On August 1, 2005, about 0940 eastern daylight time, a Grumman G-164A, N5495, was substantially damaged during a forced landing, following a total loss of engine power while maneuvering near Felton, Delaware. The certificated commercial pilot was not injured. Visual meteorological conditions prevailed, and no flight plan was filed for the local aerial application flight conducted under 14 CFR Part 137. Use your browsers 'back' function to return to synopsisReturn to Query Page
The pilot stated that he was returning to a private airstrip after a 25-minute aerial application flight. The airplane was about 500 feet agl, when the pilot heard a loud explosion from the engine. The pilot immediately began looking for a suitable field to perform an emergency landing. He then observed a soybean field, and initiated a right turn in an attempt to glide to the field. The airplane was descending rapidly, and before the pilot could level the wings, the right wing contacted the ground. The airplane subsequently bounced hard on the main gear and came to rest inverted.
The airplane was equipped with a Honeywell (Garrett) TPE331-43A turboprop engine. Initial examination of the engine by a Federal Aviation Administration (FAA) inspector revealed that the second stage turbine rotor had separated. The engine was subsequently disassembled and inspected at the manufacturer's facility, under the supervision of an FAA inspector. The inspector noted that the second stage turbine rotor was fractured, separated, and lodged in the back of the engine. The second stage turbine stator seal plate assembly exhibited warpage. In addition, the forward face of the second stage turbine rotor exhibited a cut groove, consistent with contact between the second stage turbine stator seal plate and the second stage turbine rotor.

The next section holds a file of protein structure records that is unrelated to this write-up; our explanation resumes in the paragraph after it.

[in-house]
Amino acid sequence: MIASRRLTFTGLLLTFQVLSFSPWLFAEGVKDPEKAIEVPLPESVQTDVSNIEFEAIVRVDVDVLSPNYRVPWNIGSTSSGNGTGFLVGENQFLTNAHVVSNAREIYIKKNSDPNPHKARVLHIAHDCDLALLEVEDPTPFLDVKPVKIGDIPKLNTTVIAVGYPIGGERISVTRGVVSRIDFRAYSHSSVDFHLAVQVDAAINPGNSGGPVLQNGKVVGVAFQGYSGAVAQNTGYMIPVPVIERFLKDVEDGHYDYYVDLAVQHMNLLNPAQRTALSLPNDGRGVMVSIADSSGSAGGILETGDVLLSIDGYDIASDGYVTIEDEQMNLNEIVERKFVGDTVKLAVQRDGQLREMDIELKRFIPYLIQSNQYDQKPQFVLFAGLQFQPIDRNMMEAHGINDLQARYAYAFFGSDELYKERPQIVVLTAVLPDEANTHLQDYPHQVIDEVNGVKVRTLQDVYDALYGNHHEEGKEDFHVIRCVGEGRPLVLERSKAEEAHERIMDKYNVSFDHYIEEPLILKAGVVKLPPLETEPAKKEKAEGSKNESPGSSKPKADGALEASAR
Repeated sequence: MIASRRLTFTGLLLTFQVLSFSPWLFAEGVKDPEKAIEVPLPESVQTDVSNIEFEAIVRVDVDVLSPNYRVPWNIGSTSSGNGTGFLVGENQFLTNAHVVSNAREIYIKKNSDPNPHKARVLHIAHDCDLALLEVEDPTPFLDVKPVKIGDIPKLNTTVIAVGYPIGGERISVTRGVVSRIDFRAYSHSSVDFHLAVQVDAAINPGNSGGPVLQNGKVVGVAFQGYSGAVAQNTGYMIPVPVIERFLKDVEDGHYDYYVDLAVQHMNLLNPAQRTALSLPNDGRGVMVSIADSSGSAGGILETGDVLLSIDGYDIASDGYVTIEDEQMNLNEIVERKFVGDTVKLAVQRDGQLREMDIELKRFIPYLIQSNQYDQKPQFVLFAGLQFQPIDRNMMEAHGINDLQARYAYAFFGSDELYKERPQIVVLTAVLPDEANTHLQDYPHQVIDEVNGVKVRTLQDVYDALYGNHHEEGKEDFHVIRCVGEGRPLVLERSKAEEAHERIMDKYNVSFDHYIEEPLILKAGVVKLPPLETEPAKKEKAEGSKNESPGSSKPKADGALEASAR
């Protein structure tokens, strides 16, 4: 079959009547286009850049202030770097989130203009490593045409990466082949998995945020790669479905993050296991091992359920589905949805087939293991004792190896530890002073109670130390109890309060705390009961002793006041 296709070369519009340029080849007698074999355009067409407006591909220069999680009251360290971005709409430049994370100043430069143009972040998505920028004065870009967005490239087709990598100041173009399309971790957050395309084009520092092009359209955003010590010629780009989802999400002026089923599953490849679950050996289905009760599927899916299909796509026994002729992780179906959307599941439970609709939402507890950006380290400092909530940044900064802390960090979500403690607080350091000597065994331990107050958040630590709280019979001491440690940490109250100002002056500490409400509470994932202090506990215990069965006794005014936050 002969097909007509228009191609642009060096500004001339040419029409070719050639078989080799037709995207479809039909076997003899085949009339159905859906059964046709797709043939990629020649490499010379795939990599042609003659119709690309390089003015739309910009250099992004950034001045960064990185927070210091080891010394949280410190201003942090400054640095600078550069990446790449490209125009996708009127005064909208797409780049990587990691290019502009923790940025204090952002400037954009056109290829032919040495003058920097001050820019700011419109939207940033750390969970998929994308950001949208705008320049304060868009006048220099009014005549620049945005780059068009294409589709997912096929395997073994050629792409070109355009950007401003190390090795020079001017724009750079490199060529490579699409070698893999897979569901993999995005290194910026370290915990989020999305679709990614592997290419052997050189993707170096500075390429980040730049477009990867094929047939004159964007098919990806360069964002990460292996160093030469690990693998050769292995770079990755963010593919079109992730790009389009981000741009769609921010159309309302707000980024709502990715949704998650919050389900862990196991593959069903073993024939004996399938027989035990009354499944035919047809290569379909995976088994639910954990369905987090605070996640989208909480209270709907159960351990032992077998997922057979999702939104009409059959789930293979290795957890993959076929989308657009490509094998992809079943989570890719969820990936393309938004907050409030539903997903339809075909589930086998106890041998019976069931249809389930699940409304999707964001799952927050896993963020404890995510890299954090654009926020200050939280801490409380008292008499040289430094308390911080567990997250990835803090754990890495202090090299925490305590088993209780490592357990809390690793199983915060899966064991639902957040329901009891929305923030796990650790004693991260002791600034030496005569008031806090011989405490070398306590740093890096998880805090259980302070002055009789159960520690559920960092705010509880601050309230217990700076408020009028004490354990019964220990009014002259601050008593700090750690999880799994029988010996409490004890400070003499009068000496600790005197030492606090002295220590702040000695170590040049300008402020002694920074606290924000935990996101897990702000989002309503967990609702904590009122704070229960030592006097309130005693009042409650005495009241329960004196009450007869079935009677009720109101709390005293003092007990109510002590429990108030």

The FAA inspector stated that airworthiness directive (AD) 86-08-06 R1 pertained to the accident engine, and required an x-ray inspection of the second stage turbine stator seal plate assembly. The purpose of the AD was to detect and repair engines with second stage turbine stator seal plate assemblies that exhibited warpage. The last annual inspection of the airplane was performed in April 2005, by an airframe and powerplant mechanic with an inspection authorization (IA). According to the aircraft logbooks, the IA noted the AD as "N/A by model #." However, the subject engine model number did require completion of the AD.